Hollywood and World War I
Story of a Successful Trouble Maker: Humphrey Bogart
By Aaron Rosenthal
Humphrey Bogart was born to a wealthy family, and thus throughout his childhood and adolescence only ever attended private schools for America’s most elite. Young Humphrey was a terrible student and was uninterested in applying himself in school or in extra-curricular activities.
Even so, through his family’s good connections, he was bound for Yale University as he approached the end of his high school career.1
Unfortunately for his parents, Bogart had grown to detest elitism, and had become quite the rebel rouser in his teens. It is commonly reported that Bogart would both smoke and drink on campus regularly, and he would eventually be expelled from his school in his senior year, allegedly for throwing his head master into a pond on campus. This action lost him his opportunity to attend any college, let alone Yale, and led to the optionless Humphrey Bogart to join the US Navy in 1918.2
Humphrey Bogart served on the USS Leviathan, formerly the SS Vaterland, which was a German ocean liner until it was seized and renamed by the US Navy in April of 1917.2 Aboard this ship, by most accounts Bogart was an exemplary sailor. This was quite a distinction from how he was described as a student and spent his military career ferrying US soldiers and German Prisoners of War, POWs, to and from Europe.3
As a famous actor, Bogart was iconic for the scar on his lip and his subsequent lisp, the origin of which has developed some lore to it. There are two stories that are particularly popular, the first of which was that his ship was shelled by German coastal artillery, and his lip was hit by flying shrapnel.4 The second goes as such, that while transporting German POWs to the United States for incarceration, he was the victim of a prisoner’s attempted escape, and was apparently struck in the mouth with the prisoner’s handcuffs.5
A final and third story, that seems most likely, although less interesting, is that the scar was the result of a childhood injury and the previously mentioned stories were fabricated by the Hollywood studios to help build the actor’s image as a tough guy, a persona he often portrayed in his films.6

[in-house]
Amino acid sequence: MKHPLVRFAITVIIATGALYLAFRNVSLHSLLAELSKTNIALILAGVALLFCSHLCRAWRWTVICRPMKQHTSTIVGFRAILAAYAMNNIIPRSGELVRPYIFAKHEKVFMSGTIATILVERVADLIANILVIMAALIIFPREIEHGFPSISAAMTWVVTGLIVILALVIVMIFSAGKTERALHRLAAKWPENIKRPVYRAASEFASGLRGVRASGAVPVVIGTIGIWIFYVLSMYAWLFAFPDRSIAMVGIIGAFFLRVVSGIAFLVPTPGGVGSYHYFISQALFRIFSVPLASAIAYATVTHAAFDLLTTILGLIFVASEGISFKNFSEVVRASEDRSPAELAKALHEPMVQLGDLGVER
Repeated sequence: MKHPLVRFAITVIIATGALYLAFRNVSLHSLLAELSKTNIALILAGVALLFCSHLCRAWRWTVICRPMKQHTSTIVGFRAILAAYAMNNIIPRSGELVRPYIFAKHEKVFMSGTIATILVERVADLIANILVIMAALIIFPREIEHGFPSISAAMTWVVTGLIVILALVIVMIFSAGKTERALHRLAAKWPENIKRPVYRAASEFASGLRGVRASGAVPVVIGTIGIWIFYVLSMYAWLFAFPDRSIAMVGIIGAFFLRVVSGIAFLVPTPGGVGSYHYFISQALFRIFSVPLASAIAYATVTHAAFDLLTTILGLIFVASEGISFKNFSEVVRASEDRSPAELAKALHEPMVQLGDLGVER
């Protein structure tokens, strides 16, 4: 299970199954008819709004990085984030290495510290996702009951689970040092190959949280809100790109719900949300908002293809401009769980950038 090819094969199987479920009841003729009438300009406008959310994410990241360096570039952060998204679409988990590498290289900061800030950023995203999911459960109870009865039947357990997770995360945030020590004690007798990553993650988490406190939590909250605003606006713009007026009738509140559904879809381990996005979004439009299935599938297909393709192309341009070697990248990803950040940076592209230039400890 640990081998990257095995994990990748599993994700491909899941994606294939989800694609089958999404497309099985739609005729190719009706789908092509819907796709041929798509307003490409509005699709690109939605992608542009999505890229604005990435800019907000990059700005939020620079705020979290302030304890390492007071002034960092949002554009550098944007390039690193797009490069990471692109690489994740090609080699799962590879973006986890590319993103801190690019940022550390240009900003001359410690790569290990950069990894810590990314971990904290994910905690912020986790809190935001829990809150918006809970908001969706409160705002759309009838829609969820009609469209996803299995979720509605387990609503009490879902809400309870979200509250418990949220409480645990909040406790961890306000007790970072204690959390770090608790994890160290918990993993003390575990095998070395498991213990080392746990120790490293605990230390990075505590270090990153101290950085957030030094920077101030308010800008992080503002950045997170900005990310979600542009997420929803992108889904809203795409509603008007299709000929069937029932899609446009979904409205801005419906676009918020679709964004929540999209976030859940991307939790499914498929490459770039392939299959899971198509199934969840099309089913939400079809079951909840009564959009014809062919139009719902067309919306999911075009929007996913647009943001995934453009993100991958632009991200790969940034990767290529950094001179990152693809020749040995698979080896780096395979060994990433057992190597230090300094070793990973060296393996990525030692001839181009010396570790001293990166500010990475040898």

In Hollywood, Humphrey Bogart was seen in many hit movies, the most well know of which was the all-time classic, Casablanca, nominated for eight Academy Awards, and winner of three of them, including Best Picture, Best Director, and Best Writing Adapted Screenplay. Bogart himself was nominated for Best Actor for his portrayal of the film’s main protagonist Rick Blaine, particularly well-known for the line, “Of all the gin joints in all the towns in all the world, she walks into mine.”7
Aaron Rosenthal is a Summer 2018 Intern with the U.S. World War One Centennial Commission.
- Domagoj Valjak, “Humphrey Bogart was expelled from Phillips Academy, allegedly after throwing the Headmaster into a Pond,” The Vintage News, December 14, 2017, accessed June 13, 2018, https://www.thevintagenews.com/2017/12/14/humphrey-bogart-expelled-from-school/.
- Valjak, 2017
- “Leviathan (SP-1326),” Naval History and Heritage Command, July 29, 2015, accessed June 13, 2018, https://www.history.navy.mil/research/histories/ship-histories/danfs/l/leviathan-sp-1326.html.
- “A Famous Veteran: Humphrey Bogart,” Military.com, accessed June 11, 2018, “Leviathan (SP-1326),” Naval History and Heritage Command, July 29, 2015, accessed June 13, 2018, https://www.military.com/veteran-jobs/career-advice/military-transition/famous-veteran-humphrey-bogart.html.
- Valjak, 2017
- Joseph A. Citro, Weird New England (New York, NY: Sterling Publishing Co, 2005), 250-251.
- “A Famous Veteran: Humphrey Bogart,” 2015.
- Casablanca, Imdb.com, accessed June 11, 2018, https://www.imdb.com/title/tt0034583/awards?ref_=tt_awd